The Supreme Court of the State of Washington, US, has ruled on 17th February 2022 that an animal cruelty conviction for beating and killing the companion dog of a partner can qualify for a domestic violence designation under Washington law.
Charmarke Abdi-Issa had been accused of beating and killing his girlfriend’s companion dog, Mona, a small Chihuahua and dachshund mix, in a residential area of Seattle’s International District. Jurors found Abdi-Issa guilty of animal cruelty and he was given a one-year sentence, plus an additional six-month sentence for an aggravating factor. The court also imposed an order barring contact with the girlfriend, which is normally applied in cases of domestic violence. However, animal cruelty is not listed in the domestic violence statute, so the supreme court had to look at this sentence to consider if it was appropriate. It concluded that it is sufficiently similar to listed crimes that it was correct for the trial judge to ask jurors to decide whether it was a crime of domestic violence.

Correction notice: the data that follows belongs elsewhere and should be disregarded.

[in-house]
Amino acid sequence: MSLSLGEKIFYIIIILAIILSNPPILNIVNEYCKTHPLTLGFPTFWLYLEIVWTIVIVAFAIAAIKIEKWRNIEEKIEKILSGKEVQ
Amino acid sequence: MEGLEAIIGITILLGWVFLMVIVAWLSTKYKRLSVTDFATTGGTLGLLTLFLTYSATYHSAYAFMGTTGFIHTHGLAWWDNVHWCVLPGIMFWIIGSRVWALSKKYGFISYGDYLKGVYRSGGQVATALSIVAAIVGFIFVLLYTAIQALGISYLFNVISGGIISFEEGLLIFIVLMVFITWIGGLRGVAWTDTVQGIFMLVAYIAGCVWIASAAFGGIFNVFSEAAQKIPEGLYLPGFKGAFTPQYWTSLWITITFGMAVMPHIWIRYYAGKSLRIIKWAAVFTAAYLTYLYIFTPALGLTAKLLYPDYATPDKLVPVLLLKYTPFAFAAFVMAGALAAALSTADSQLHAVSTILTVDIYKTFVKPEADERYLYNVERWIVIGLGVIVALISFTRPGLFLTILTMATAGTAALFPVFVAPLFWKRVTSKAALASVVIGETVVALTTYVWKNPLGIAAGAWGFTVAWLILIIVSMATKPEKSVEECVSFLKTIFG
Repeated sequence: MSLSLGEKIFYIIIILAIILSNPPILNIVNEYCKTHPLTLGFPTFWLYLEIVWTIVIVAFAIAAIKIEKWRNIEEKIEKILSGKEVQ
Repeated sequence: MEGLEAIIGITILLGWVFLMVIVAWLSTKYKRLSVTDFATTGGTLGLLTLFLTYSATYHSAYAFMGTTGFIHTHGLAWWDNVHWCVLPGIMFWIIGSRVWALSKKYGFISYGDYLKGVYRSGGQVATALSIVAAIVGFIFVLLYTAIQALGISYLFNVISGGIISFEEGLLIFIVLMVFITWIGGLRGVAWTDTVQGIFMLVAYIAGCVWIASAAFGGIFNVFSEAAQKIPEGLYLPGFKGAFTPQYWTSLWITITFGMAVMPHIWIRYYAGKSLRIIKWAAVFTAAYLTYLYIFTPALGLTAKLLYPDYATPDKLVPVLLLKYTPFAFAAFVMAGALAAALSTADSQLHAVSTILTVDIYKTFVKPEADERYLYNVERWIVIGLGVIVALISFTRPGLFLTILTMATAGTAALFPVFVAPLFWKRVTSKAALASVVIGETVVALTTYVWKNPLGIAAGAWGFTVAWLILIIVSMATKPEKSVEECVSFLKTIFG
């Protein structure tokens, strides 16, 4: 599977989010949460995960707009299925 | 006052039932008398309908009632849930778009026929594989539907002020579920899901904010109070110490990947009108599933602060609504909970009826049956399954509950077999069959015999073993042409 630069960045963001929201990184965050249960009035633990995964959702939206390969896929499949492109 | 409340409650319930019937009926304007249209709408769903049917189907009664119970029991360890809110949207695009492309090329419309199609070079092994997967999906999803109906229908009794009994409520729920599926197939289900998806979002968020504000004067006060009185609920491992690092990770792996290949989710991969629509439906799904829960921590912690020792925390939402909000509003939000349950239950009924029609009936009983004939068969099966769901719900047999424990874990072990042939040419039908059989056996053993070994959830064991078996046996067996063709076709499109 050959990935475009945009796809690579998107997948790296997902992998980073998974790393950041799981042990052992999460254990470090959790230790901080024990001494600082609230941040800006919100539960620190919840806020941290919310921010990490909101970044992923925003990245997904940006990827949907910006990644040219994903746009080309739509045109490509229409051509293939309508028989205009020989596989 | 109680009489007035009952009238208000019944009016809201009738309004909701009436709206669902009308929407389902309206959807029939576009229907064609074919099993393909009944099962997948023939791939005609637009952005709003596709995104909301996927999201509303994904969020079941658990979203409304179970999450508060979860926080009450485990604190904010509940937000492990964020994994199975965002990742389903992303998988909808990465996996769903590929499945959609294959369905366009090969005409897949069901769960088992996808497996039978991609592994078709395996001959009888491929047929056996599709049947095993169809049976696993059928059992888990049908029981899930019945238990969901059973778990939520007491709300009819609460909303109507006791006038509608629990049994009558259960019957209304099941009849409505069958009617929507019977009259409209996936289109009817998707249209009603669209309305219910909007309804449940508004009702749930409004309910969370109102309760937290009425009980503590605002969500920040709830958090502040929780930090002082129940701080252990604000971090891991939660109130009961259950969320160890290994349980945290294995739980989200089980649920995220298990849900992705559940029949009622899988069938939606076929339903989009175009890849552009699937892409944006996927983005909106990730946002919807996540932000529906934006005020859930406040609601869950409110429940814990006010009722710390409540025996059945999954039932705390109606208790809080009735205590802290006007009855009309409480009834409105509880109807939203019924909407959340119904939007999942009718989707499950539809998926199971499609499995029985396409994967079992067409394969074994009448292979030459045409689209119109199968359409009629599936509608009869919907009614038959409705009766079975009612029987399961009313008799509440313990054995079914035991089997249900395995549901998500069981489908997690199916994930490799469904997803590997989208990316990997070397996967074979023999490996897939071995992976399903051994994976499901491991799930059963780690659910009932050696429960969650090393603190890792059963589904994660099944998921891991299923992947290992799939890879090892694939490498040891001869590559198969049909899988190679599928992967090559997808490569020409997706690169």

In this state, when a case has a domestic violence designation it receives priority scheduling and can result in a pretrial no-contact order. Judges can also impose specialized no-contact orders at sentencing, which, if violated, can constitute a separate crime. This precedent means that, from now on, cases of animal cruelty linked to domestic abuse could be going to court quicker. Despite the legal system continuing to consider companion animals as property, being violent against a dog or a cat is much worse than damaging someone’s car or TV. Therefore, such violence should receive much higher sentences. But the legal recognition that hurting an animal is part of domestic violence is a good step towards recognising that the problem is the violence itself, rather than where it is directed to. The main principle of “nonviolence” of veganism addresses this, as it seeks to exclude harm done against anyone who can be harmed.